Mitchell: Caterpillar Inc. called out on alleged racial bias
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It is a moment of dread. You’re in an important meeting, and nature calls.
But what happened next in this case made the situation humiliating, Seneca Johnson says.
Johnson is one of the plaintiffs in a federal discrimination suit filed last week against Caterpillar Inc., one of the state’s largest employers, over something they say happened at its Aurora plant.
“The Facility Manager grabbed Johnson’s arm and refused to allow him to go to the restroom, telling him, ‘Sit down, you can wait,’ ” according to the lawsuit.
Beyond that, Johnson and the others who are suing — Cory Jones, Eddie Jones, Columbus McGrew and Derrick Moore — accuse managers at the Aurora facility of being allowed to discriminate, harass, and retaliate against black workers. And they say Caterpillar didn’t respond to complaints about discriminatory behavior.
“What bothered me the most was that a grown man is told he cannot go to the bathroom,” says attorney Linda Friedman of Stowell & Friedman, the law firm representing the plaintiffs. “It is very difficult to visualize a white man Seneca’s age being told to sit down and hold it.”
Caterpillar responded Friday with this statement:
“While we cannot comment on this specific complaint at this time, Caterpillar fosters an inclusive environment and treats people fairly and with respect.. . . Caterpillar does not tolerate actions that violate our code of conduct or the rights of our employees.”
Caterpillar employs about 2,800 employees at the Aurora plant, where the lawsuit says African-Americans are underrepresented in the work force and in management.
Some recent employment discrimination cases have accused supervisors of using racial slurs or committing other blatant racist acts. But most of the complaints that people call me with are more nuanced, similar to those outlined in this lawsuit.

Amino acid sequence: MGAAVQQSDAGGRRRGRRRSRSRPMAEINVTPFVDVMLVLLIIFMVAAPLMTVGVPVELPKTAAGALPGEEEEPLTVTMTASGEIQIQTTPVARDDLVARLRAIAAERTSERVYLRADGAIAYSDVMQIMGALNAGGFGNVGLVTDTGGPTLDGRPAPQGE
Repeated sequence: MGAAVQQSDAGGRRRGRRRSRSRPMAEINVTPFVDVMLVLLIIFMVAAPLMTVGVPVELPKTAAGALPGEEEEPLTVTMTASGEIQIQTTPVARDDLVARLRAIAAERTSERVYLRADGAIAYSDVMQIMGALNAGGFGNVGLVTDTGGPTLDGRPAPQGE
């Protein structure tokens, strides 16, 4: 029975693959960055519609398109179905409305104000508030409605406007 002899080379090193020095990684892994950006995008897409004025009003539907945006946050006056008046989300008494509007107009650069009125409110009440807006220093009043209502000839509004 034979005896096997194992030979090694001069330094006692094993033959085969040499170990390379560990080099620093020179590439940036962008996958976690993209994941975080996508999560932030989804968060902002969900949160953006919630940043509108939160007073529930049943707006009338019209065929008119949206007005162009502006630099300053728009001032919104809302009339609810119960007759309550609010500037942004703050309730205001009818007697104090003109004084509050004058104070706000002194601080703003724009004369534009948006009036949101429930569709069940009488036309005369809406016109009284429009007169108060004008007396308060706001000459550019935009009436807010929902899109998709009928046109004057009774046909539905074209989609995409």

In one of the complaints in the suit, Cory Jones says a floor inspector made “offensive and threatening comments about African-Americans, including references to lynching and “Planet of the Apes.”
Another plaintiff, Eddie Jones, alleged that any “mistakes in the work area” were attributed to him and subjected him to “discriminatory disciplinary action.”
Friedman, whose firm has uccessfully represented female and African-American financial advisers in sexual harassment and racial discrimination cases against Merrill Lynch, says she decided to take on this case because she saw similarities.
“The stories are painfully similar, whether it’s people working in wealth management or factories,” she says. “At the core of the pain was the treatment. Everybody deserves to work in a place where they are treated with respect.”
Derrick Moore, who worked for Caterpillar from 2005 through 2013, says in the suit that that even after he passed a test to become the only African-American quality specialist/inspector, the company denied him the “resources and support” it gave to the non-African-American inspectors, such as “company phones, desks and computers.”
Still, it took “enormous courage” for these men to file this discrimination lawsuit because they have effectively put a scarlet letter on their resumes,” Friedman says.
“I really admire their willingness to do something to change the outcome, and they are doing it without somebody hurling the n-word,” she says.
Johnson is still working for the company. He was demoted after he filed a grievance over the restroom incident but has since been reinstated to his job.
“I hope that by filing this lawsuit, Caterpillar will judge African-Americans on our work — not by the color of our skin,” Johnson says.